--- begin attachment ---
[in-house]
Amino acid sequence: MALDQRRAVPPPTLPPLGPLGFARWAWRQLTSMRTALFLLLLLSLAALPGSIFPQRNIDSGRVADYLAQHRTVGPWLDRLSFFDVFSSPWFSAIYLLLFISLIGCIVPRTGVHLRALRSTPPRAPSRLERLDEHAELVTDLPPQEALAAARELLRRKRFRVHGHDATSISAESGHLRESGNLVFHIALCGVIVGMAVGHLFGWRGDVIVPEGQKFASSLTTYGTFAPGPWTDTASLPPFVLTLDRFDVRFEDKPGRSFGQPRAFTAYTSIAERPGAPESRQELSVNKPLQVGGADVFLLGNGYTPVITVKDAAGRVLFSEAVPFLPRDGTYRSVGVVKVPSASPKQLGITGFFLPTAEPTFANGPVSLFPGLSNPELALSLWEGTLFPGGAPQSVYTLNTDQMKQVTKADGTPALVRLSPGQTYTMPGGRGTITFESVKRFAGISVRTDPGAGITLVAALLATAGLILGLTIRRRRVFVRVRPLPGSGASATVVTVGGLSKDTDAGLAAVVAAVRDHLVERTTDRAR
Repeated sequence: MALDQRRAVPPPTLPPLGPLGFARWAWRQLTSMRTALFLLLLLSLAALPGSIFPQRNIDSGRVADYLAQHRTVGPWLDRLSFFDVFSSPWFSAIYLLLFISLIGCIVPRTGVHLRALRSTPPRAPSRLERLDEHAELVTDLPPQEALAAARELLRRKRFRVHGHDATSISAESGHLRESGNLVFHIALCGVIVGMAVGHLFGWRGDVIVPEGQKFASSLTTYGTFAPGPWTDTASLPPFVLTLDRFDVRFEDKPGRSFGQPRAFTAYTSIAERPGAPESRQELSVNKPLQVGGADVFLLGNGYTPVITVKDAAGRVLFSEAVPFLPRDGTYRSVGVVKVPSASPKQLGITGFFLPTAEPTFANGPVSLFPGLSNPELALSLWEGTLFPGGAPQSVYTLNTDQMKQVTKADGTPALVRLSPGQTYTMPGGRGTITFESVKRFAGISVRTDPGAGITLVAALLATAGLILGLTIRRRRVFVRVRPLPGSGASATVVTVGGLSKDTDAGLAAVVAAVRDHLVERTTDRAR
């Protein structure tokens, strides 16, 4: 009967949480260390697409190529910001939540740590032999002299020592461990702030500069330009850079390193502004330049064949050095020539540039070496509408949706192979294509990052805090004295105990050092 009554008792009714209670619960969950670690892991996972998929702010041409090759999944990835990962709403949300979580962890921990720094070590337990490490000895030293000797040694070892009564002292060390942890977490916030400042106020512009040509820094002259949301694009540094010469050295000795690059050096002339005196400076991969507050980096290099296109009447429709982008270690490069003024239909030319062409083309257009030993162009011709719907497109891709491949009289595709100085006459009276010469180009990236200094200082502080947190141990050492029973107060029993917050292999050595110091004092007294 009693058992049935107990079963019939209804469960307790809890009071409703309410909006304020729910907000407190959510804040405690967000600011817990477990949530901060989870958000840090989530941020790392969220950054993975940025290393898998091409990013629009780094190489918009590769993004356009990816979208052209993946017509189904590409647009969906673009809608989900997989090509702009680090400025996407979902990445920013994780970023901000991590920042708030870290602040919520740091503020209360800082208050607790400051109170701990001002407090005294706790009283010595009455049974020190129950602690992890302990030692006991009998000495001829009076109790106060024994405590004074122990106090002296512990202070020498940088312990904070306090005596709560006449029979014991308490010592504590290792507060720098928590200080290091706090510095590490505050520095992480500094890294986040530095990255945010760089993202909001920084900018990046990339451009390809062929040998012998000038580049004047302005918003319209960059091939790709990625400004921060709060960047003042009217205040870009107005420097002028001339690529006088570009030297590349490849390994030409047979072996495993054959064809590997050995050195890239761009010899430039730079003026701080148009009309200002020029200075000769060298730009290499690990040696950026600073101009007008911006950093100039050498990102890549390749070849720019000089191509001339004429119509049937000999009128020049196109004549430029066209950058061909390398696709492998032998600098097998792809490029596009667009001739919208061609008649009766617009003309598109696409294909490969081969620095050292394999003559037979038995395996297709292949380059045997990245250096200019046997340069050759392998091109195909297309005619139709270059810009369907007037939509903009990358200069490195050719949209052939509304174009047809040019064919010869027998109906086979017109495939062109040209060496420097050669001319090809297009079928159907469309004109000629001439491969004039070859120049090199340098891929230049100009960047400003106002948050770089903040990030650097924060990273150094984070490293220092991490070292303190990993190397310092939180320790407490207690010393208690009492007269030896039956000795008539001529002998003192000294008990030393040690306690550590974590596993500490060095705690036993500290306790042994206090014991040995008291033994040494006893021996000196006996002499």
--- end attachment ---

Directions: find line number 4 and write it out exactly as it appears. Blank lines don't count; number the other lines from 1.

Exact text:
């Protein structure tokens, strides 16, 4: 009967949480260390697409190529910001939540740590032999002299020592461990702030500069330009850079390193502004330049064949050095020539540039070496509408949706192979294509990052805090004295105990050092 009554008792009714209670619960969950670690892991996972998929702010041409090759999944990835990962709403949300979580962890921990720094070590337990490490000895030293000797040694070892009564002292060390942890977490916030400042106020512009040509820094002259949301694009540094010469050295000795690059050096002339005196400076991969507050980096290099296109009447429709982008270690490069003024239909030319062409083309257009030993162009011709719907497109891709491949009289595709100085006459009276010469180009990236200094200082502080947190141990050492029973107060029993917050292999050595110091004092007294 009693058992049935107990079963019939209804469960307790809890009071409703309410909006304020729910907000407190959510804040405690967000600011817990477990949530901060989870958000840090989530941020790392969220950054993975940025290393898998091409990013629009780094190489918009590769993004356009990816979208052209993946017509189904590409647009969906673009809608989900997989090509702009680090400025996407979902990445920013994780970023901000991590920042708030870290602040919520740091503020209360800082208050607790400051109170701990001002407090005294706790009283010595009455049974020190129950602690992890302990030692006991009998000495001829009076109790106060024994405590004074122990106090002296512990202070020498940088312990904070306090005596709560006449029979014991308490010592504590290792507060720098928590200080290091706090510095590490505050520095992480500094890294986040530095990255945010760089993202909001920084900018990046990339451009390809062929040998012998000038580049004047302005918003319209960059091939790709990625400004921060709060960047003042009217205040870009107005420097002028001339690529006088570009030297590349490849390994030409047979072996495993054959064809590997050995050195890239761009010899430039730079003026701080148009009309200002020029200075000769060298730009290499690990040696950026600073101009007008911006950093100039050498990102890549390749070849720019000089191509001339004429119509049937000999009128020049196109004549430029066209950058061909390398696709492998032998600098097998792809490029596009667009001739919208061609008649009766617009003309598109696409294909490969081969620095050292394999003559037979038995395996297709292949380059045997990245250096200019046997340069050759392998091109195909297309005619139709270059810009369907007037939509903009990358200069490195050719949209052939509304174009047809040019064919010869027998109906086979017109495939062109040209060496420097050669001319090809297009079928159907469309004109000629001439491969004039070859120049090199340098891929230049100009960047400003106002948050770089903040990030650097924060990273150094984070490293220092991490070292303190990993190397310092939180320790407490207690010393208690009492007269030896039956000795008539001529002998003192000294008990030393040690306690550590974590596993500490060095705690036993500290306790042994206090014991040995008291033994040494006893021996000196006996002499």